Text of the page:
Better Way to Shoot a Turkey

May 22, 2013  |  No Comments  |  by Barney Bishop  |  Columns

Published in: Sunshine State News

For 27 years now, Florida TaxWatch has been announcing its annual Turkey List. As a lobbyist who has specialized in putting “Member Projects,” as we like to call them, into the state budget, this is a time-honored process.

As a taxpayer I have long admired TaxWatch and its leader Dominic Calabro for his unwavering commitment to being a relentless watchdog of government spending and a tireless advocate for inciting more government efficiency. And as a proud TaxWatch board member for the last six or so years, I have come to realize that every state needs just such a group to hold elected – and unelected — officials accountable, which is why TaxWatch was recognized by its peers last year as the very best in the entire country!

I was dismayed to recently read Senate President Don Gaetz’s comments about TaxWatch and its Turkey List. I can understand his angst that some of his projects were on the list because I have often found many of my projects on the list as well, and I’ve spent countless hours over the years debating with Dominic and his staff the proper definition of a turkey. Suffice to say that I have yet to be successful in changing their minds and for that I have even greater respect for their perseverance in this cause of rooting out budget stuffing.

Having said that, I concur with the president and Sen. Joe Negron that elected officials have as much right as unelected bureaucrats to put items in the budget. I just wouldn’t have used the words that the president did in trying to make his point.

I’m conflicted because I deem myself to be a fiscal conservative but I also recognize that we elect our officials to make decisions on expenditures for the rest of us. Most of those decisions are extremely difficult to make as there are few easy choices to make in whether children will receive pre-K schooling from certified teachers or whether senior citizens will have the opportunity to access medical prescriptions at a competitive price. That’s why it’s so easy to criticize anyone that has to produce a budget because it’s always damned if you do or damned if you don’t.

However, I also want them to put hometown projects in the budget because it is part of the American way to use government funds to benefit us all in the form of a new park, a new fire engine for a rural community, funding for an efficacious social service program, a courthouse repair, etc. Interestingly, some I think are good, but many of them also seem a trifle expensive and very limiting in their overall economic impact, and I suspect that most of us would agree too. So, what’s a good fiscal conservative supposed to do?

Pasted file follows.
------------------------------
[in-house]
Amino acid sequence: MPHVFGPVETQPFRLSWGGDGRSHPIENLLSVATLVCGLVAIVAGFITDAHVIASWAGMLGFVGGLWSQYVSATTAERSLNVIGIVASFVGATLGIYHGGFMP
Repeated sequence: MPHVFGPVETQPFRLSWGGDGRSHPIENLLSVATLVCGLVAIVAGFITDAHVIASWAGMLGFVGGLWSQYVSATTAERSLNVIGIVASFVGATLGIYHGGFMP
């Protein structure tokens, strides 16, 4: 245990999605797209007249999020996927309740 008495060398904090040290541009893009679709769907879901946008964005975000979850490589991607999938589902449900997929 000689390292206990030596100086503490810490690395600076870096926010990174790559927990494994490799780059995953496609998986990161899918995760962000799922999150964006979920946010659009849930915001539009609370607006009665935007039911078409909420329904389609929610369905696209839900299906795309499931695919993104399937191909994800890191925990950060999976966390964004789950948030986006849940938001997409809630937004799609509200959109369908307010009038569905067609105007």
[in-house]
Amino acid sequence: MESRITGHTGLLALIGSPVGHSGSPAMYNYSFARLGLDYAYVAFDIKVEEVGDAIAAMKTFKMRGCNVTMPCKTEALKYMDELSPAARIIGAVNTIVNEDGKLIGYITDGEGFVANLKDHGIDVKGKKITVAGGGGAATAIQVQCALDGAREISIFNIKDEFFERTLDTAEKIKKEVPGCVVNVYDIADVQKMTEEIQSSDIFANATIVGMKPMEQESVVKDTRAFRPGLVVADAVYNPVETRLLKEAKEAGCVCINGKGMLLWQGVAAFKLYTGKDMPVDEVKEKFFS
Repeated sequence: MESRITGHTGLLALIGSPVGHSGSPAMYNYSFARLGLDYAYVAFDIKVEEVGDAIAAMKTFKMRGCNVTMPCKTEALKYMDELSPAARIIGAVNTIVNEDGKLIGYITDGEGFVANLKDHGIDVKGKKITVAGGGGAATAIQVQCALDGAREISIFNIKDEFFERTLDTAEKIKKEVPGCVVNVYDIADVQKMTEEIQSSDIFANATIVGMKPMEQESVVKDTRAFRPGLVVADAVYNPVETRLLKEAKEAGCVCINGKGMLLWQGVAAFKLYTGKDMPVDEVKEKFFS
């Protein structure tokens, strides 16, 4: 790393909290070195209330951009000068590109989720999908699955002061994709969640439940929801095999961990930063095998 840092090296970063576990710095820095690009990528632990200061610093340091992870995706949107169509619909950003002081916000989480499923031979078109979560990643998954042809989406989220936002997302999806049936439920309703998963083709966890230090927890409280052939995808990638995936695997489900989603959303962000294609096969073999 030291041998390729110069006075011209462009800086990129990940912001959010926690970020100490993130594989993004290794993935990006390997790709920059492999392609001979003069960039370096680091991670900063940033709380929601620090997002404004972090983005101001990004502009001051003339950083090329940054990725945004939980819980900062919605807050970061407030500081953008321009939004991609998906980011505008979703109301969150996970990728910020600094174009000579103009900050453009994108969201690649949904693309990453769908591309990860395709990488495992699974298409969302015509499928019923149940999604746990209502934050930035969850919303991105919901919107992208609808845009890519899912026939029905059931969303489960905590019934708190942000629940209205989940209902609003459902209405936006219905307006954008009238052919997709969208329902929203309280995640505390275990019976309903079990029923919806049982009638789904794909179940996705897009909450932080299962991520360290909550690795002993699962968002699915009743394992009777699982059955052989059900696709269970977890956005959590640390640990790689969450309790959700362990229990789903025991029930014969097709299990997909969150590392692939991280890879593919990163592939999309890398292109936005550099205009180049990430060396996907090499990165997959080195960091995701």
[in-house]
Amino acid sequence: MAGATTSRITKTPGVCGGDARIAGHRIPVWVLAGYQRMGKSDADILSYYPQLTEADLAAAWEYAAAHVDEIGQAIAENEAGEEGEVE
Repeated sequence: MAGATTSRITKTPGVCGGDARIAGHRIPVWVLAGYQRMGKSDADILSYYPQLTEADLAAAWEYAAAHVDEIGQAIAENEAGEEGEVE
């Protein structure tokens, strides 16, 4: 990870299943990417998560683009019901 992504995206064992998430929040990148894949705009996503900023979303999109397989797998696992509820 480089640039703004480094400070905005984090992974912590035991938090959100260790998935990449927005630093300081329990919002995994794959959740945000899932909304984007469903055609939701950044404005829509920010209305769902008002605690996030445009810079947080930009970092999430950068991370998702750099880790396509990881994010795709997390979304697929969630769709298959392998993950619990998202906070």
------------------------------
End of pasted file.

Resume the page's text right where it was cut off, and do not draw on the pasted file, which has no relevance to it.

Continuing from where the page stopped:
TaxWatch makes a valid point, from its perspective, that the earlier an item is in the budget the more legitimacy it has. I understand that thinking completely, but I disagree with the premise. I actually believe that more legitimacy comes from the legislative branch which is constitutionally-driven to deliver a budget to the governor for his approval – or not.

Is it possible to have it both ways? Yes and former Gov. Jeb Bush, to his credit, devised a system called at that time Community Budget Issue Request (CBIR, pronounced “See-bur”) which required all legislators to submit a standard form which asked all of the relevant questions that a legislative body and a governor would want to know before it is approved. Is it for recurring revenue, what’s its past success statistics, is there a local match and if so what is the amount and ratio, is the organization a nonprofit, has it received funding before and what were those outcomes, etc.?

I don’t really recall when the CBIR form disappeared, probably during the term of Gov. Charlie Crist, but it seems readily apparent to me that we need to return to just such a system because it invokes transparency and accountability, the watchwords of today. Furthermore, it ensures that all projects are graded on an equitable basis going forward.

This came to mind when I saw that Gov. Rick Scott had recently written a letter to two Member Projects (I don’t like using the term “turkeys” though I have to admit that it’s catchy and understandable) asking them to return funds if they do not reach the high water marks that they set for themselves. This is what a good governor should do; hold the requesting agency to the standard that it set for itself when it requested the money. Just like any other Member Project that professes certain outcomes, these need to be measured and documented to ensure that taxpayers aren’t getting fleeced.

This is a reasonable compromise which satisfies both TaxWatch’s desire to see that projects are properly vetted, while at the same time ensuring the right of legislators to put projects into the budget. Sen. Negron is right when he says that many Member Projects are never approved and that this is what budget conference committees are all about. Likewise, TaxWatch is right that there needs to be a proper vetting for all projects.